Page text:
|dc.description.abstract||The global challenges of growth, urbanisation, scarcity and environmental change
have become the key strategic drivers for business leaders in the present world.
Governments and business constituencies are shifting from thinking of climate change
and resource constraints as environmental problems to economic ones related to the
sharing of opportunity and costs which present opportunities for sustainability if
appropriate actions are taken. Over the last decade we have witnessed significant
growth in non conventional financial instruments including carbon finance products.
While opportunities for such sustainable solutions are indeed a reality in the developed
economies, for countries in the Sub-Sahara region like Kenya these opportunities are
considerable in theory; to date Kenya and other countries in Sub-Saharan Africa have
missed out. In the context of the clean development mechanism, for example, the
region’s current share in the project pipeline was only 1.4 percent only 53 out of 3,902
projects or nine times smaller than its global shares in GHG emissions as at 2010.
Despite the existing huge opportunity in the carbon finance market, the Kenyan
companies have not awaken to the reality and moved in to tap the opportunity.
The purpose of this research was to undertake a review and analysis of the factors
contributing to the low uptake of carbon finance opportunities in Kenya. The study
design used was exploratory factor analysis to get in sights and examine how
underlying factors influence the uptake of CF investment opportunities.
The research data collected related to responses from the target population on factors
that contribute to uptake of carbon finance investment opportunities analyzed to give
insight on the most prevalent factors and their rankings. The study further sought to
explain the relation of the most prevalent factors namely the high initial cost of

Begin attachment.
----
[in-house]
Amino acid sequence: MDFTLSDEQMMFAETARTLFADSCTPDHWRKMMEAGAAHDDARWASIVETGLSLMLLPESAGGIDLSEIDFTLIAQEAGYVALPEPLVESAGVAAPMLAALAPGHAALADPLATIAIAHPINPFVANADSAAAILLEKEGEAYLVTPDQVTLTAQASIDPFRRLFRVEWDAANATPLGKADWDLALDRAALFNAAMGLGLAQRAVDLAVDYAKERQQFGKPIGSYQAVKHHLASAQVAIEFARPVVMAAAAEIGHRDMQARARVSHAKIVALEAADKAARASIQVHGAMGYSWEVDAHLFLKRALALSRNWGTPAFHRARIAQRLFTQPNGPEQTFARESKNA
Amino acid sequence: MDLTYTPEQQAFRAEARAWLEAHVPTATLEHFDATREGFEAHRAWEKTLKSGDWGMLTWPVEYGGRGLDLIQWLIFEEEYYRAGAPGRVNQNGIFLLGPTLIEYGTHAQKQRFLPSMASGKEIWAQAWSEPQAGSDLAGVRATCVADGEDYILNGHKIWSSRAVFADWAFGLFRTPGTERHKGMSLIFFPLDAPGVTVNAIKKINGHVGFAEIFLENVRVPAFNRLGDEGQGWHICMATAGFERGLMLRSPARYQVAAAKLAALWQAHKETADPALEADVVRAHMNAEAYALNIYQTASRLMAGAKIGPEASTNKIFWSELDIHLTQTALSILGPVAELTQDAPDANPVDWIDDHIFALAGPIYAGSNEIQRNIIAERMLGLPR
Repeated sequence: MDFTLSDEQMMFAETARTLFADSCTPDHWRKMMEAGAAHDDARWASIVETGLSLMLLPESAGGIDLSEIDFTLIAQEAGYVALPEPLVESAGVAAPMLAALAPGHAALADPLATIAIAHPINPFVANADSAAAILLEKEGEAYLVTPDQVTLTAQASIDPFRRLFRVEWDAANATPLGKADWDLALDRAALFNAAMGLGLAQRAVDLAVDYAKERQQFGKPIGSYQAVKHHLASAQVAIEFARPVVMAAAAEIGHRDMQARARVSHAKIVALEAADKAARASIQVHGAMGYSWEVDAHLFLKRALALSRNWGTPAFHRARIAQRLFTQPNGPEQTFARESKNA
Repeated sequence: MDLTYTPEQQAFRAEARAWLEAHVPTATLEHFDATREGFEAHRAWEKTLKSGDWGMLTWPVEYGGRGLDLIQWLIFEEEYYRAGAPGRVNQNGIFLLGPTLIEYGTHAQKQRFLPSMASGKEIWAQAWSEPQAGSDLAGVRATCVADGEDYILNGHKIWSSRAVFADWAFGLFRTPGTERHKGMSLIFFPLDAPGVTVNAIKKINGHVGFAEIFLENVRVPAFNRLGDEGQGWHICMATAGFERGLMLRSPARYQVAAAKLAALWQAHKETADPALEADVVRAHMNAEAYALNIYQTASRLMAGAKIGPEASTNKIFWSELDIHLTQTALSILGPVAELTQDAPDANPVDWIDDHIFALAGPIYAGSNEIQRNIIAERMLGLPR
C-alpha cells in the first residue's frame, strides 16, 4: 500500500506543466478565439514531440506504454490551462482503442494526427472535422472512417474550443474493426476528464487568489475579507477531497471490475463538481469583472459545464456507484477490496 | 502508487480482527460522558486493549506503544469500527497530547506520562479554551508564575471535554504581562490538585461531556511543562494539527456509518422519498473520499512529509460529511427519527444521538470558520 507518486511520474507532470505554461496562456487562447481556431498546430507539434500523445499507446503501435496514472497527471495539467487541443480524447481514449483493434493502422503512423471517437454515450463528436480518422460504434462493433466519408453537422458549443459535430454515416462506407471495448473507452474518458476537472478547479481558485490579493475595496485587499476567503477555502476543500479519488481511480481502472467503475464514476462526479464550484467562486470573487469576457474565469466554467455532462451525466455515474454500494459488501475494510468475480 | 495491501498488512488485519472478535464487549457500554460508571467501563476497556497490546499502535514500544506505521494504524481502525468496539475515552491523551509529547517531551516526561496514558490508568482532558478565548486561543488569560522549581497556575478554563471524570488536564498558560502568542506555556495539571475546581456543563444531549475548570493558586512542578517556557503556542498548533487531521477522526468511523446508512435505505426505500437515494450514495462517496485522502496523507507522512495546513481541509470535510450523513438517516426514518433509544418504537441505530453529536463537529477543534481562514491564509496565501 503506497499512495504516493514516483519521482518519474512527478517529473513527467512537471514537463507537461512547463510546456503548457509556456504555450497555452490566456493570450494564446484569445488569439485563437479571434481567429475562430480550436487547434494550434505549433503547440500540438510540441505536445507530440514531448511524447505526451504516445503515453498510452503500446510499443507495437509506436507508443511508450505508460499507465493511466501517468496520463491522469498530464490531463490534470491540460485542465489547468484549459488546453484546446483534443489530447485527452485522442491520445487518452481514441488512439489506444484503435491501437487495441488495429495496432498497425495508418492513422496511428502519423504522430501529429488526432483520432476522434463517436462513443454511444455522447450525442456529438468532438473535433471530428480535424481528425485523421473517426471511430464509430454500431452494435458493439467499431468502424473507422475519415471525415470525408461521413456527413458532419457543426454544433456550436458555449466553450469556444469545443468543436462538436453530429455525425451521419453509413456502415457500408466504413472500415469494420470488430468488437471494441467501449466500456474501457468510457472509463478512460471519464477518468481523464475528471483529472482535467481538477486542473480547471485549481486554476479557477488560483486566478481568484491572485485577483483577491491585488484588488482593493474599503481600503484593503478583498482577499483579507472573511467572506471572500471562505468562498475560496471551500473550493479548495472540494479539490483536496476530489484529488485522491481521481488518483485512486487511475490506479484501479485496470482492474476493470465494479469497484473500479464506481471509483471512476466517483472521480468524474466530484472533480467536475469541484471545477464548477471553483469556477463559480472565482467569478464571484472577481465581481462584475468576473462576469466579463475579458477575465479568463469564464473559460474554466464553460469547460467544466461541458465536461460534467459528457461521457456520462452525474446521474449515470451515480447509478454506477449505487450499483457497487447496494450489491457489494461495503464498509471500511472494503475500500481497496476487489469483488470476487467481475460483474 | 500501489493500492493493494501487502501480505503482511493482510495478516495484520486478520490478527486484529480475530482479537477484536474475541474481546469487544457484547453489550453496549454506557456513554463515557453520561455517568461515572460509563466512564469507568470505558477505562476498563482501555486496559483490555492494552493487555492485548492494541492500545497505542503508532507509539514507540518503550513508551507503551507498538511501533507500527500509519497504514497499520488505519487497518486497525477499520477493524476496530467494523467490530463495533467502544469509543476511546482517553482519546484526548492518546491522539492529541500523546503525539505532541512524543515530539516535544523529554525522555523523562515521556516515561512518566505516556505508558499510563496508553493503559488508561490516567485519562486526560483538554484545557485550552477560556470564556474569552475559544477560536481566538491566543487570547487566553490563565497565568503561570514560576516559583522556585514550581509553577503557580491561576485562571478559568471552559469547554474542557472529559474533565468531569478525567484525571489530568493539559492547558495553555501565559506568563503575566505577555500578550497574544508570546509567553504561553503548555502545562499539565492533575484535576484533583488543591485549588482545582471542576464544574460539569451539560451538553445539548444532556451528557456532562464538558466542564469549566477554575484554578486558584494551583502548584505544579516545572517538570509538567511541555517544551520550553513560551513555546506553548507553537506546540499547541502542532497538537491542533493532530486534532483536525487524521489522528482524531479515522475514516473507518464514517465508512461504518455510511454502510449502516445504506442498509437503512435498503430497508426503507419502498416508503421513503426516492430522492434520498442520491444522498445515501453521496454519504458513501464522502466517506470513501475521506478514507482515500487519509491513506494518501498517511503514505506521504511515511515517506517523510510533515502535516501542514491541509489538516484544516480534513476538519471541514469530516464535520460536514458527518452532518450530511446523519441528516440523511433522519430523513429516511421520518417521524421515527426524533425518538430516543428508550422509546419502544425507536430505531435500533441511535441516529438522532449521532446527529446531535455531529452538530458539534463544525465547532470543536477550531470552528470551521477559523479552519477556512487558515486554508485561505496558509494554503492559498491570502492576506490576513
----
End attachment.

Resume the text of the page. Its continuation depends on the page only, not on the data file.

investment, risk and return and information gaps on valuation and certification of CF
projects. A multivariate regression model was applied to determine the relative
importance of each of the three variables in relation to the study.
The research found that among the factors that are contributing to low uptake of
carbon finance opportunities the most prevalent were: information gaps on
certification and measurement of projects, associated risks of CF projects and initial
investment cost. It was interesting to note that the three factors had a coefficient of
determination with a value of 0.7524 implying that the three variables explain 75% of
variation of uptake in carbon finance investment opportunities in Kenya.
Among the three factors analysed information gap had the highest factor loading of 0.8
while High initial cost had the most statistically significant coefficient as indicated by
the T ratio of 1.459. The study also deduced that investment uptake of CF projects
was highly correlated to initial cost of investment and the associated risks and return
posting a coefficient of 0.866 and 0.816 respectively
The study findings will be useful to the government as a reference for policy
formulation in steering investments in CF, development agencies and academic
community for future research.||en